On 6-8 November, PRI co-hosted an Africa Alternatives to Imprisonment Conference in Dar es Salaam, Tanzania, in partnership with the Government Probation Departments in Kenya, Tanzania and Uganda and our local NGO partners in the region.
Twenty senior officials from Government Probation and Community Service departments in eight African countries (Kenya, Lesotho, Malawi, Namibia, South Sudan, Tanzania, Uganda, Zimbabwe), and ten representatives from local civil society organisations in the region, participated in the conference. Legal frameworks, policy guidelines and practical implementation of Community Service Orders, as alternatives to imprisonment were discussed.
Countries shared their good practices, as well as their challenges, and this proved equally useful for countries such as South Sudan, where no non-custodial sanctions have been issued to date, as well as for countries such as Kenya where the Probation Service has been established since 1946. Issues discussed included the length of Community Service Orders; whether they are perceived as a ‘soft option’ by the judiciary and public; how to effectively supervise offenders; the role of civil society; and whether the type of work that offenders are ordered to do benefits them, for example, by gaining skills that will lead to future employment, as well as their communities, for example by building schools or contributing to reforestation schemes.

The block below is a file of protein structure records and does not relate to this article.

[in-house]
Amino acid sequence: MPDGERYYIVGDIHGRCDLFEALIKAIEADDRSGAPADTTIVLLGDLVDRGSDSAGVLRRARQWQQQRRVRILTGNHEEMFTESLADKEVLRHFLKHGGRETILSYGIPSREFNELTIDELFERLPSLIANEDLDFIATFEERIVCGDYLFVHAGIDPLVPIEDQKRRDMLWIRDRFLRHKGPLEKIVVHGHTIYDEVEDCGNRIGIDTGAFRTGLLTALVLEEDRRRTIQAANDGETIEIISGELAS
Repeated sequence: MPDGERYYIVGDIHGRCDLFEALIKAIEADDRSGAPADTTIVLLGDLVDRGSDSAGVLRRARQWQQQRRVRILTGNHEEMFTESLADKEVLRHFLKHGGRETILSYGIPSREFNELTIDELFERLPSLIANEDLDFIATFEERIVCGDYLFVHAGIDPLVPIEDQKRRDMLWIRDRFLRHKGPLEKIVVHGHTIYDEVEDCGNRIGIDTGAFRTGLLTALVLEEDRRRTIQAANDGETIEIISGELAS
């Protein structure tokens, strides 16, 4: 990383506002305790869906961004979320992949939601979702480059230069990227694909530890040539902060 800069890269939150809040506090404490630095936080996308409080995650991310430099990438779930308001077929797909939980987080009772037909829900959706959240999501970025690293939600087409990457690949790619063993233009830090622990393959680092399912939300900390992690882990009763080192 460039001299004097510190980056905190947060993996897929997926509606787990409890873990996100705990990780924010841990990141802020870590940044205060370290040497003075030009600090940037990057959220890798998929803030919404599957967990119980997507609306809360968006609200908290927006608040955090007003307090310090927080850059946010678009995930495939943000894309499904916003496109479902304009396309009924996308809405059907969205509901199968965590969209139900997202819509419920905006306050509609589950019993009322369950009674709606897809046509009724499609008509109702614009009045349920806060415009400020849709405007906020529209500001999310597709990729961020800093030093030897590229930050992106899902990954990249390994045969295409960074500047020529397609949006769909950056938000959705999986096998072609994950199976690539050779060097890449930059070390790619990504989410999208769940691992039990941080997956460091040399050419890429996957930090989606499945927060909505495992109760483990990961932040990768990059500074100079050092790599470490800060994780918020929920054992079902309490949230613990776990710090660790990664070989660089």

A key outcome from the Conference was the agreement to establish an Africa Network on Probation and Community Service (APC Network) for Government Probation and Community Service departments to continue to develop, share and promote good practice and standards on alternatives to imprisonment in Africa. An East Africa Criminal Justice Civil Society e-network has also been established.
Prison overcrowding is a serious problem in East Africa. The occupancy rate of prisons in Tanzania is over 124 per cent and in Kenya and Uganda it is over 200 per cent, fuelled partly by excessive use of pre-trial detention – approximately half of those detained at any one time are awaiting justice – and also by very short terms of imprisonment. A significant number of people, most of whom are living in poverty, are sentenced to prison for a few weeks or even days for offences such as using abusive language, operating a small business without a valid licence, the possession of illicit ‘liquor’ or simple theft.
PRI has been supporting alternatives to imprisonment in the region for many years, and specifically since 2012, the development of Community Service in Kenya, Tanzania and Uganda. The recommendations from the Conference will guide PRI’s future work with the Probation and Community Service departments and our civil society partners in the region on alternatives to imprisonment.
The Conference was supported by the UK Government.
Find out more
Inaugural meeting of the Africa Alternatives to Imprisonment Network
Africa Alternatives to Imprisonment Conference
Read press coverage of the event: Tanzania: Out-of-Jail ‘Inmates’ to Save Sh9 Billion Annually’ and Why a horde of inmates if congestion can ease prisons?
Find out more about what PRI is doing in East Africa